“Everyone just wants to be seen, heard and loved” the funky looking 30-ish blonde said from the stage to an audience of 500. Her ripped jeans and hair that shot out in every direction, amidst the formal attire of a newly appointed Queensland Police Commissioner and a smattering of more conservatively dressed current and past Olympians, had already captured my attention. I found myself leaning in and nodding, her words resonated and I wanted to know more.
Nicole Gibson, Founder and CEO of the Love Out Loud Foundation, shared the story of how a school principal facilitated a different, and dramatically more positive, trajectory of her life by truly seeing and hearing her when she battled with anorexia nervosa as a teenager. His support enabled her to transition from near death to becoming well, securing sponsorship to travel around Australia running Circles (a process in which people openly sharing their thoughts, feelings and experiences to help process them and to learn from, and with, each other) in outback hotels and later becoming the Federal Mental Health Commissioner at the age of just 20.
I was so inspired by Nicole’s work that I attended a retreat with Love Out Loud in which we pretty much held a circle for three days, hearing and seeing each other, as we worked through our ‘stuff’. It was amazing and it further confirmed for me how powerful listening to each other and being able to be authentic is for us humans.
Recently my 12 year old son Matthew and I were in my bedroom chatting about something he wanted that I wasn’t onboard with. We were both becoming quite agitated when he turned to me and said “You don’t understand me”. With that he threw himself on our bed in frustration.
I’ll be the first to admit that I don’t always get this right but that day I dropped my agenda and I decided to really listen to what he was saying. I reflected back what I heard him say, adding “You feel like I don’t understand you”. As I gazed in his direction I saw something shift in him … It was as though all the tension drained from his body.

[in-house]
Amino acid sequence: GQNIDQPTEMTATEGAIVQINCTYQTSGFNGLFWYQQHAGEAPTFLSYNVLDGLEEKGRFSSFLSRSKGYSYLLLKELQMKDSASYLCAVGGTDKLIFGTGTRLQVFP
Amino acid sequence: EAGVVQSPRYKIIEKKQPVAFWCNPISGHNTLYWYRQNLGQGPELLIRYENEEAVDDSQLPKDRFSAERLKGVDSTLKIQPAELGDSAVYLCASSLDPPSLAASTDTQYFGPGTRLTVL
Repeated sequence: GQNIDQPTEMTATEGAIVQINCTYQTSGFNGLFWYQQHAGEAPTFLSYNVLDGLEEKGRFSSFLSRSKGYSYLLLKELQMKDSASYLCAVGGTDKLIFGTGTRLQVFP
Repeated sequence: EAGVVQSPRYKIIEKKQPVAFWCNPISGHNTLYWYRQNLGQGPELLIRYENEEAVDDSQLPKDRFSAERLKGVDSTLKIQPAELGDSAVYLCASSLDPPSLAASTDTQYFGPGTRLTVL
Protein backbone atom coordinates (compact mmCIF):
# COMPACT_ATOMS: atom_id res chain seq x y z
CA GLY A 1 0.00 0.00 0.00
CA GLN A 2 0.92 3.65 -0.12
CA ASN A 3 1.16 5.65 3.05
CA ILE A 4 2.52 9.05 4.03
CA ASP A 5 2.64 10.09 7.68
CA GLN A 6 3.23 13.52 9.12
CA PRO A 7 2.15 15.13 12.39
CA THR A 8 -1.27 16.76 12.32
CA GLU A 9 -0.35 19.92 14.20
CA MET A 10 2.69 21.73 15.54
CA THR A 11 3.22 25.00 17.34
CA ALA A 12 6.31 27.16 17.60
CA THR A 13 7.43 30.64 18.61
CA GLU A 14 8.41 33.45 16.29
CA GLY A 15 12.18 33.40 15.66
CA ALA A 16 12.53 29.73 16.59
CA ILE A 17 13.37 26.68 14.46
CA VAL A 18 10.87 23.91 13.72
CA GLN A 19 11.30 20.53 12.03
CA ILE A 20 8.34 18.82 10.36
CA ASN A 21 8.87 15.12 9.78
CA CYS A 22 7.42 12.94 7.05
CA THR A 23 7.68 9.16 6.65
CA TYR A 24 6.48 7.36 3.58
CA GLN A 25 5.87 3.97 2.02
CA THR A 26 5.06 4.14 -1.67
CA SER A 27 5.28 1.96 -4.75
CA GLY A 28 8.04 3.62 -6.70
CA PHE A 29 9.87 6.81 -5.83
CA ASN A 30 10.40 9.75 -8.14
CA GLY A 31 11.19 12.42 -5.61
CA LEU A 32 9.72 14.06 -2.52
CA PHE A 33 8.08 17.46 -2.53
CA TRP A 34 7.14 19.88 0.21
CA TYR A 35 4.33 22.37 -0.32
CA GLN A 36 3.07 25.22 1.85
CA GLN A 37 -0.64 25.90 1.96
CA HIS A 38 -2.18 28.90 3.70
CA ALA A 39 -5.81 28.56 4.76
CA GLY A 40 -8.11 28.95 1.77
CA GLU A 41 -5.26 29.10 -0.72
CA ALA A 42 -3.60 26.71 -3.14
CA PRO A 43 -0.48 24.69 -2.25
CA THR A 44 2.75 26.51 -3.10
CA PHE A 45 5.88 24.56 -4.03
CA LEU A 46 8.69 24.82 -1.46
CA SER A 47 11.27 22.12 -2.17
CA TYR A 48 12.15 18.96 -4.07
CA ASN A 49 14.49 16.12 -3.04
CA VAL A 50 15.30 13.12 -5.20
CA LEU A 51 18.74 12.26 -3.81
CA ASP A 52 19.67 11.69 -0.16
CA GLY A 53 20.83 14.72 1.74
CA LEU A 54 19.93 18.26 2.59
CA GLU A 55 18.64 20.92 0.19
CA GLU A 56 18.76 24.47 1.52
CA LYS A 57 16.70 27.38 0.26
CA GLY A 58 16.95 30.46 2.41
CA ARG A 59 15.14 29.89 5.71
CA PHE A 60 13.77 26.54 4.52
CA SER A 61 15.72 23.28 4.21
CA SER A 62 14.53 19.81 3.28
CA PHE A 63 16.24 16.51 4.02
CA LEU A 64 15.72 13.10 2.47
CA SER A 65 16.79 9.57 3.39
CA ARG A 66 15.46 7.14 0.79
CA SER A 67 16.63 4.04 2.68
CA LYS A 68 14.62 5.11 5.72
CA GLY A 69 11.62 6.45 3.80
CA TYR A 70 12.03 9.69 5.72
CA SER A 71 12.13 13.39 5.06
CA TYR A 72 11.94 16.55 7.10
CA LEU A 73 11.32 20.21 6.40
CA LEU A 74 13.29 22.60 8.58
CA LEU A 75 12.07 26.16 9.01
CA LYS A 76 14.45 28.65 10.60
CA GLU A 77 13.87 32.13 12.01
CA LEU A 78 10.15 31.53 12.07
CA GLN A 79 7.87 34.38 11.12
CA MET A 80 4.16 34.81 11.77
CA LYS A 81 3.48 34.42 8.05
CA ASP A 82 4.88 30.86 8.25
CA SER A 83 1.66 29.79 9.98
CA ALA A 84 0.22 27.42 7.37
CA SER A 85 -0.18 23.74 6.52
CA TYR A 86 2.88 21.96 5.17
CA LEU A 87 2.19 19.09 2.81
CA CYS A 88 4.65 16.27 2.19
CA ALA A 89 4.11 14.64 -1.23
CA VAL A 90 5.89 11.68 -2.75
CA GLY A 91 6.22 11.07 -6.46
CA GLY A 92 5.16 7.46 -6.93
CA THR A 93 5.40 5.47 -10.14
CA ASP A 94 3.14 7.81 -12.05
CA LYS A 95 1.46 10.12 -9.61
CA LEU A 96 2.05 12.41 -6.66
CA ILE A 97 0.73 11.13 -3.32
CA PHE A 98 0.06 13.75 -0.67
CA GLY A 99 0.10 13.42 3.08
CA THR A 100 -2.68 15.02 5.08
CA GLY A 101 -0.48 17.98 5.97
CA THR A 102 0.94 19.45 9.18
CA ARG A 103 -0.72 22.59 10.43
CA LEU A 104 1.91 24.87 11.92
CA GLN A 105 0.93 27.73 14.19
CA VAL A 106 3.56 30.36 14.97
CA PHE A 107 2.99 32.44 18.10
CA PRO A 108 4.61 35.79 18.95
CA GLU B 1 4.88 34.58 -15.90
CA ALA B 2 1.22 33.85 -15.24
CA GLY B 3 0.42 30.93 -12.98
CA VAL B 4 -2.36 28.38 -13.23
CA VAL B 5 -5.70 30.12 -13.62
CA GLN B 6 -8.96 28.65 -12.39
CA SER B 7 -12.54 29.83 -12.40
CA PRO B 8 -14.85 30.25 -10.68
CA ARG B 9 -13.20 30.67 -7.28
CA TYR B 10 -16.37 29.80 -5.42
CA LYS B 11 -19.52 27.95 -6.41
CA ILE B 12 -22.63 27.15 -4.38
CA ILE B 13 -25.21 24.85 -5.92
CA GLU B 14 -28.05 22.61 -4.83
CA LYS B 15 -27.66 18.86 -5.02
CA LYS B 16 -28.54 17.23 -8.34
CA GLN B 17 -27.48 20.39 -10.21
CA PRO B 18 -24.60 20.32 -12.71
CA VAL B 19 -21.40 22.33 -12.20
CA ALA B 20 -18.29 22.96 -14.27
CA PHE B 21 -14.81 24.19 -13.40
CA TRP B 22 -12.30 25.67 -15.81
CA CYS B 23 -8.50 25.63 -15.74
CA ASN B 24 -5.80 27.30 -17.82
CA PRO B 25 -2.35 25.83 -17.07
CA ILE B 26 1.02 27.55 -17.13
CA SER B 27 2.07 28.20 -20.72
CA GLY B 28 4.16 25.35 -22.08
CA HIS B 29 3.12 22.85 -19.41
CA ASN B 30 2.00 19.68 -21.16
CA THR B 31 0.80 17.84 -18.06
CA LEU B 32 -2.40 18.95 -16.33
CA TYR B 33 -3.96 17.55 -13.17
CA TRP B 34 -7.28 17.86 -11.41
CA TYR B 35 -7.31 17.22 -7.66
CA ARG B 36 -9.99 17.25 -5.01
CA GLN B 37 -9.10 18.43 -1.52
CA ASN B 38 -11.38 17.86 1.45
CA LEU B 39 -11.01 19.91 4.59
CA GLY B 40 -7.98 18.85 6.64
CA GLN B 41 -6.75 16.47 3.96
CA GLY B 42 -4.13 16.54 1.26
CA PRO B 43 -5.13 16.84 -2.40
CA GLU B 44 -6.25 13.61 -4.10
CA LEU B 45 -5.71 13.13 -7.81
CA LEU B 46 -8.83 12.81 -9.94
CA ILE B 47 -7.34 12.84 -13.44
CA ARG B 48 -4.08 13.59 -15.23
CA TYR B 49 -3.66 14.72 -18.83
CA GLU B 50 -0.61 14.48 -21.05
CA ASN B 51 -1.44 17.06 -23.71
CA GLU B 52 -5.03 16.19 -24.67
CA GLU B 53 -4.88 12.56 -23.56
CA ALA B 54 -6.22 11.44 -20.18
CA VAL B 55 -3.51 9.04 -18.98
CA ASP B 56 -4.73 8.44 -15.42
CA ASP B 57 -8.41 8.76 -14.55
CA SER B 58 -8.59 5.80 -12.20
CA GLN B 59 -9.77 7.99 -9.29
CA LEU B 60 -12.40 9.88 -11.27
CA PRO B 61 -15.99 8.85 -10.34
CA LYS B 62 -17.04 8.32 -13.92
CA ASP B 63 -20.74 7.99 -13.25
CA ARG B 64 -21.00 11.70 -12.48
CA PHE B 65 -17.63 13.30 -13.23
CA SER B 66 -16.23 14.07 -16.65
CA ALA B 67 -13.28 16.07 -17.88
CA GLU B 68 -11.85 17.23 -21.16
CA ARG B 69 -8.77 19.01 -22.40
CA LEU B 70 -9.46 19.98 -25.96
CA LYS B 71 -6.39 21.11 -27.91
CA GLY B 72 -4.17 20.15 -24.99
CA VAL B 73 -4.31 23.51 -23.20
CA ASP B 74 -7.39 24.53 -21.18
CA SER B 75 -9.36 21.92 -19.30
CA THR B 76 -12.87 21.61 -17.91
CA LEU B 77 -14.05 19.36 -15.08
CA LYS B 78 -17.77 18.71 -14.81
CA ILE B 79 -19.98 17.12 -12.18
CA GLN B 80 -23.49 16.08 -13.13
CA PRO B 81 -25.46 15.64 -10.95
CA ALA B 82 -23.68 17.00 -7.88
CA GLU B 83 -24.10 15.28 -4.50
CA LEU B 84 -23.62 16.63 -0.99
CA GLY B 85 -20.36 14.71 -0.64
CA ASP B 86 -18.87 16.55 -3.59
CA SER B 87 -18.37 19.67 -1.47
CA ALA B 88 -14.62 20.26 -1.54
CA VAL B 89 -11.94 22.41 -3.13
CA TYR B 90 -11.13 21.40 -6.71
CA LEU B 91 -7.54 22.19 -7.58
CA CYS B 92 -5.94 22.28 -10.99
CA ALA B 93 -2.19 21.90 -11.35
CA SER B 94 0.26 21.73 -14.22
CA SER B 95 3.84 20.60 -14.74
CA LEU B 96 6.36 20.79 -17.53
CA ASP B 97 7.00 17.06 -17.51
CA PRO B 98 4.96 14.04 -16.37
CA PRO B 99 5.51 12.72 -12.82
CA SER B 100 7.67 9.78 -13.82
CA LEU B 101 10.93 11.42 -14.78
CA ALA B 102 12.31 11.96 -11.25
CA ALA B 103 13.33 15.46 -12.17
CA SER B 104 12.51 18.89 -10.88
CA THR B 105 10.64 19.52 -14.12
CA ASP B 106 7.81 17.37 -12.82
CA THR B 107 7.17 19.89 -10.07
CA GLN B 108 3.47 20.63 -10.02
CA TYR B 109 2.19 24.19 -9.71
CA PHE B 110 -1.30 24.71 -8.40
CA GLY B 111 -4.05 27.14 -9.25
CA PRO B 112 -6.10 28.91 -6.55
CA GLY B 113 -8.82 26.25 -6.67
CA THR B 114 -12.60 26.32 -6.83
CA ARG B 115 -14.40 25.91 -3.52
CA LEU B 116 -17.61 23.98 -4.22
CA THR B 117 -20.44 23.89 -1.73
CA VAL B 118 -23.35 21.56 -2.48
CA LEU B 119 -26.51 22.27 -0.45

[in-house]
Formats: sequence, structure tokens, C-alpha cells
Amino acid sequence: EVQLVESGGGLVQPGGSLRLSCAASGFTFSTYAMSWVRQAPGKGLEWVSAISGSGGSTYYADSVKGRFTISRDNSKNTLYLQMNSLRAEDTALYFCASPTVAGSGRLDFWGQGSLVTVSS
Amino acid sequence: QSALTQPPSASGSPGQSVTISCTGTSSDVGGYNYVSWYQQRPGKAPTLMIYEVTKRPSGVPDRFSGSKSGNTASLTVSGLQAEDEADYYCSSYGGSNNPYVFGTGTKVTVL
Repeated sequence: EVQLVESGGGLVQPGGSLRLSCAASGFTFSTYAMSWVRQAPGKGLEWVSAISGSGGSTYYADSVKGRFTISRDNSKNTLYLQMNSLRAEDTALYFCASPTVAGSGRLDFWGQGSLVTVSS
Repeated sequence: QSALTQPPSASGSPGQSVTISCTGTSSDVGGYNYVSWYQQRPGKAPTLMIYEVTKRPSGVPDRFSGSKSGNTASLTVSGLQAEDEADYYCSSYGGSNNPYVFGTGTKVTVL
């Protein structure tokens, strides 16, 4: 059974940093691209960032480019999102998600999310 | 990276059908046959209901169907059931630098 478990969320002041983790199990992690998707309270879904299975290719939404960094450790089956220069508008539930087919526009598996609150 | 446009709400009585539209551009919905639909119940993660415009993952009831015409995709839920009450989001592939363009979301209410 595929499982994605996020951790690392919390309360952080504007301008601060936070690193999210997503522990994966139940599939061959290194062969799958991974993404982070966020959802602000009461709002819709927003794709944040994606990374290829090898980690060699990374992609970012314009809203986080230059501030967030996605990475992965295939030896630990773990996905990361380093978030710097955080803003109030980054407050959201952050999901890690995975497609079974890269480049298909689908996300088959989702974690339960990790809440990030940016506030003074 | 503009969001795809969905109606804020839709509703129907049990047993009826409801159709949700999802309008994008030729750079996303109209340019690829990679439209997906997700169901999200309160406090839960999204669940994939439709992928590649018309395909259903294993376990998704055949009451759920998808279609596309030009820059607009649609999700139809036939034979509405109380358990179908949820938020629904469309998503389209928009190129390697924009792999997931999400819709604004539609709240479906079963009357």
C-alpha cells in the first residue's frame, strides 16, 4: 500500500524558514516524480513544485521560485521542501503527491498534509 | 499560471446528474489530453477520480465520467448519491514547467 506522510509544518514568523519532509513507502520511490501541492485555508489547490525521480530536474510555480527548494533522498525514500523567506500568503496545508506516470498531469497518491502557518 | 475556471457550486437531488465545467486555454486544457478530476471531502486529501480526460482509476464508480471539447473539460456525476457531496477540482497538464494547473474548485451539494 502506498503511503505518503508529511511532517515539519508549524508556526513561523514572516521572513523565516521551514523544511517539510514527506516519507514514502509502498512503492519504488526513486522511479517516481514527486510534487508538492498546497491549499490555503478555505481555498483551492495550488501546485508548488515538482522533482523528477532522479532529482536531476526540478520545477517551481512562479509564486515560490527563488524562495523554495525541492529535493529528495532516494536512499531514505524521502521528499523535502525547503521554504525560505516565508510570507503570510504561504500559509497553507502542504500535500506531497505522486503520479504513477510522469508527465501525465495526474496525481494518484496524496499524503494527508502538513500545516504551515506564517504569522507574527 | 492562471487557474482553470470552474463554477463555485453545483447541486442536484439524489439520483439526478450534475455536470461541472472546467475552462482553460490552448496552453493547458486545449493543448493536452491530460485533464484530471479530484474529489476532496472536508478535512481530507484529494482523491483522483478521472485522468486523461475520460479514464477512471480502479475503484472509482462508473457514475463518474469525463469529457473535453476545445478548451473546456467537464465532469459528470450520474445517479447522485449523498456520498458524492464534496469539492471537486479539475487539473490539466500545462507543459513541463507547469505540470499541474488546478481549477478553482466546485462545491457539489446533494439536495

Immediately I realised that the magic of good listening had touched us. I didn’t agree to what Matt asked for but his feeling heard definitely changed the dynamic of our interaction. Interesting later that evening Matt asked me if I’d like to play ping pong, an activity that I absolutely love but that he rarely agrees to do with me.
Listening to those around us can truly change people’s lives and promote great mental health. I remember as a career coach some of my clients would sit across from me and after sharing what was going on for them for an hour would say “Oh, that’s what I need to do”. I loved how creating the right conditions for them to feel heard could result in them solving their own problems.
So how do we listen well? In my opinion, it starts with an open mind and an open heart. We want the other person to do the majority of the talking. Open questions, ie. those that can’t be answered in a single word, or a yes/no, are powerful, as well as reflecting back what we’re hearing, ie. using our words to let them know what we think they’re saying. Sometimes we won’t get it right but they can then set us straight and they’ll generally appreciate we had a go. Repeating the last few words can also be effective. Encourage them to keep speaking with words like “Tell me more …”
Then there’s all of the non-verbals that can make a difference, eg. eye contact (take your lead from them because people’s comfort with this differs), nodding, leaning in, an open and relaxed posture, sitting next to them rather than directly opposite and one of my favourites, silence. Getting comfortable with silence is a key listening skill. If we zip our lips we increase the chance that they will fill the silence so we can hear them more and create that sense of being seen and heard.
If you’re interested in sharpening up your listening skills, I highly recommend Oscar Trimbole’s “Deep Listening”, a valuable resource that you can likely read cover to cover in an hour or so.
Imagine the impact we can all have if we truly listen to the people we cross paths with in life. Such a great feeling.
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Donna Thistlethwaite is a Brisbane-based speaker and trainer specialising in mental health and resilience. She is an accredited Mental Health First Aid Instructor and Resilience at Work Facilitator with a passion for suicide prevention and for helping individuals, teams and organisations to THRIVE. You can find out about her next Mental Health First Aid courses here.